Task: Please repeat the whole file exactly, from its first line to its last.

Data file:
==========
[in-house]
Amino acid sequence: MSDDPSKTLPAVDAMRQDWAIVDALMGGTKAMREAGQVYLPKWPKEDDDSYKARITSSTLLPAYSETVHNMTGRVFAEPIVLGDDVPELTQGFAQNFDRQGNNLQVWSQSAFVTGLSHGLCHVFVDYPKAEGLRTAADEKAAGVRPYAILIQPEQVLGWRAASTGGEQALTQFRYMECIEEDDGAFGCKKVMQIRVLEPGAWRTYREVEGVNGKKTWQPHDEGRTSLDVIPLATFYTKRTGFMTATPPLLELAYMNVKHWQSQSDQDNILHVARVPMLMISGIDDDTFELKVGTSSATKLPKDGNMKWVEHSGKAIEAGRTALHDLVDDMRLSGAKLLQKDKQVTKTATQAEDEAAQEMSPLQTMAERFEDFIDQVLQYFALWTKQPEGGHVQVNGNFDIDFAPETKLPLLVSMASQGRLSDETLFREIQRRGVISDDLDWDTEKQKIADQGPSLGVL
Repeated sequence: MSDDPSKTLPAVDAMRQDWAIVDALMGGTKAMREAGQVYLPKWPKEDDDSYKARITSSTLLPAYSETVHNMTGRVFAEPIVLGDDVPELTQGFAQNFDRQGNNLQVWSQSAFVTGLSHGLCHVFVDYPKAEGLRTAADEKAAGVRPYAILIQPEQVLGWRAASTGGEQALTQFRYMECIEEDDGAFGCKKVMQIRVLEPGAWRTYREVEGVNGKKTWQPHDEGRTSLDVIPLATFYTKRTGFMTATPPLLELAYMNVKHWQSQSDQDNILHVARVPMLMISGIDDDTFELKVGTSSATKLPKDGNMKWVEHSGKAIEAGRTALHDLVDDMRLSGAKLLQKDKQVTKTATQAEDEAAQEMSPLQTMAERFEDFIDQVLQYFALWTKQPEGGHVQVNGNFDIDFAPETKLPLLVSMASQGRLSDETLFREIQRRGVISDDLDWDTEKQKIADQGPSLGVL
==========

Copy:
[in-house]
Amino acid sequence: MSDDPSKTLPAVDAMRQDWAIVDALMGGTKAMREAGQVYLPKWPKEDDDSYKARITSSTLLPAYSETVHNMTGRVFAEPIVLGDDVPELTQGFAQNFDRQGNNLQVWSQSAFVTGLSHGLCHVFVDYPKAEGLRTAADEKAAGVRPYAILIQPEQVLGWRAASTGGEQALTQFRYMECIEEDDGAFGCKKVMQIRVLEPGAWRTYREVEGVNGKKTWQPHDEGRTSLDVIPLATFYTKRTGFMTATPPLLELAYMNVKHWQSQSDQDNILHVARVPMLMISGIDDDTFELKVGTSSATKLPKDGNMKWVEHSGKAIEAGRTALHDLVDDMRLSGAKLLQKDKQVTKTATQAEDEAAQEMSPLQTMAERFEDFIDQVLQYFALWTKQPEGGHVQVNGNFDIDFAPETKLPLLVSMASQGRLSDETLFREIQRRGVISDDLDWDTEKQKIADQGPSLGVL
Repeated sequence: MSDDPSKTLPAVDAMRQDWAIVDALMGGTKAMREAGQVYLPKWPKEDDDSYKARITSSTLLPAYSETVHNMTGRVFAEPIVLGDDVPELTQGFAQNFDRQGNNLQVWSQSAFVTGLSHGLCHVFVDYPKAEGLRTAADEKAAGVRPYAILIQPEQVLGWRAASTGGEQALTQFRYMECIEEDDGAFGCKKVMQIRVLEPGAWRTYREVEGVNGKKTWQPHDEGRTSLDVIPLATFYTKRTGFMTATPPLLELAYMNVKHWQSQSDQDNILHVARVPMLMISGIDDDTFELKVGTSSATKLPKDGNMKWVEHSGKAIEAGRTALHDLVDDMRLSGAKLLQKDKQVTKTATQAEDEAAQEMSPLQTMAERFEDFIDQVLQYFALWTKQPEGGHVQVNGNFDIDFAPETKLPLLVSMASQGRLSDETLFREIQRRGVISDDLDWDTEKQKIADQGPSLGVL